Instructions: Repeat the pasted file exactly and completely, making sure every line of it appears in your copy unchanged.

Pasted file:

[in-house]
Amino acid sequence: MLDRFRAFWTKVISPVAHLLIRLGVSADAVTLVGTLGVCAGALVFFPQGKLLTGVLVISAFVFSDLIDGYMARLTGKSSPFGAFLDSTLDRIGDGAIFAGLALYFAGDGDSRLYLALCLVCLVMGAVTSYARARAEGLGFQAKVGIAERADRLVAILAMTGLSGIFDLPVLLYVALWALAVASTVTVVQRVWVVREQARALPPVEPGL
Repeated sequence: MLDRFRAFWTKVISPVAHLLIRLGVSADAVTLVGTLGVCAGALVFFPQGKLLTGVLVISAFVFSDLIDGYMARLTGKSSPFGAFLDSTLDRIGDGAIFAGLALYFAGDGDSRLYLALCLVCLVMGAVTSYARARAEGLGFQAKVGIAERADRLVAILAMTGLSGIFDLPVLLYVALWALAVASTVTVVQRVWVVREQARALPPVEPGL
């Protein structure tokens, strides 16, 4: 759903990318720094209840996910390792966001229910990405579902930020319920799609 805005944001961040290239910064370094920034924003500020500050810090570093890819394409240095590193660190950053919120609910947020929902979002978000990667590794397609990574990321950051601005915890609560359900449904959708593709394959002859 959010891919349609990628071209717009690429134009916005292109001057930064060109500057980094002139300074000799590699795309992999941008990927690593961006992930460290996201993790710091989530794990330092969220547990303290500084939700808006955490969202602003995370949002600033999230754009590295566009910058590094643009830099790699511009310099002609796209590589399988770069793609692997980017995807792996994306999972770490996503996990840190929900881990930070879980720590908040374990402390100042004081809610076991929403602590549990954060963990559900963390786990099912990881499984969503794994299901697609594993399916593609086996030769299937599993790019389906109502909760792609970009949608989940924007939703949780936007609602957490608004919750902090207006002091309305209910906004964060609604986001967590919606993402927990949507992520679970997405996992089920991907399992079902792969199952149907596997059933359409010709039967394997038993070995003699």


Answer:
[in-house]
Amino acid sequence: MLDRFRAFWTKVISPVAHLLIRLGVSADAVTLVGTLGVCAGALVFFPQGKLLTGVLVISAFVFSDLIDGYMARLTGKSSPFGAFLDSTLDRIGDGAIFAGLALYFAGDGDSRLYLALCLVCLVMGAVTSYARARAEGLGFQAKVGIAERADRLVAILAMTGLSGIFDLPVLLYVALWALAVASTVTVVQRVWVVREQARALPPVEPGL
Repeated sequence: MLDRFRAFWTKVISPVAHLLIRLGVSADAVTLVGTLGVCAGALVFFPQGKLLTGVLVISAFVFSDLIDGYMARLTGKSSPFGAFLDSTLDRIGDGAIFAGLALYFAGDGDSRLYLALCLVCLVMGAVTSYARARAEGLGFQAKVGIAERADRLVAILAMTGLSGIFDLPVLLYVALWALAVASTVTVVQRVWVVREQARALPPVEPGL
């Protein structure tokens, strides 16, 4: 759903990318720094209840996910390792966001229910990405579902930020319920799609 805005944001961040290239910064370094920034924003500020500050810090570093890819394409240095590193660190950053919120609910947020929902979002978000990667590794397609990574990321950051601005915890609560359900449904959708593709394959002859 959010891919349609990628071209717009690429134009916005292109001057930064060109500057980094002139300074000799590699795309992999941008990927690593961006992930460290996201993790710091989530794990330092969220547990303290500084939700808006955490969202602003995370949002600033999230754009590295566009910058590094643009830099790699511009310099002609796209590589399988770069793609692997980017995807792996994306999972770490996503996990840190929900881990930070879980720590908040374990402390100042004081809610076991929403602590549990954060963990559900963390786990099912990881499984969503794994299901697609594993399916593609086996030769299937599993790019389906109502909760792609970009949608989940924007939703949780936007609602957490608004919750902090207006002091309305209910906004964060609604986001967590919606993402927990949507992520679970997405996992089920991907399992079902792969199952149907596997059933359409010709039967394997038993070995003699």